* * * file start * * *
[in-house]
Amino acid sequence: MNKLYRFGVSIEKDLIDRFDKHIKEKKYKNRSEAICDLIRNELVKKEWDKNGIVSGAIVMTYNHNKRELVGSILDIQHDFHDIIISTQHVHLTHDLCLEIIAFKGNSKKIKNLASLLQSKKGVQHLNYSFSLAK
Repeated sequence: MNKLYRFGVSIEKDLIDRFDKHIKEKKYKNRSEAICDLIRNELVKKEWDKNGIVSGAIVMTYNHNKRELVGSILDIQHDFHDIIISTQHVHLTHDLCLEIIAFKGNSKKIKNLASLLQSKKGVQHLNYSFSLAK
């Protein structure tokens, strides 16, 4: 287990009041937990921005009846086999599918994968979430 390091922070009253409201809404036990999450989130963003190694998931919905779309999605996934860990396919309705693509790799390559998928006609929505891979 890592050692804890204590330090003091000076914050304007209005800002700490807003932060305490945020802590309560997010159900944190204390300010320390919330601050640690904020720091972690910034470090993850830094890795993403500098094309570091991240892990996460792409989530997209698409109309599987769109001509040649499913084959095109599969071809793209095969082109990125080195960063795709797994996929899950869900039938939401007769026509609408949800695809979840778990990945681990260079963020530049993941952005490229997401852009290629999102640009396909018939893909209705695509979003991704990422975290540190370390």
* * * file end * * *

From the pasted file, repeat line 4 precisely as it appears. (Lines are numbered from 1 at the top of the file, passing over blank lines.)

């Protein structure tokens, strides 16, 4: 287990009041937990921005009846086999599918994968979430 390091922070009253409201809404036990999450989130963003190694998931919905779309999605996934860990396919309705693509790799390559998928006609929505891979 890592050692804890204590330090003091000076914050304007209005800002700490807003932060305490945020802590309560997010159900944190204390300010320390919330601050640690904020720091972690910034470090993850830094890795993403500098094309570091991240892990996460792409989530997209698409109309599987769109001509040649499913084959095109599969071809793209095969082109990125080195960063795709797994996929899950869900039938939401007769026509609408949800695809979840778990990945681990260079963020530049993941952005490229997401852009290629999102640009396909018939893909209705695509979003991704990422975290540190370390």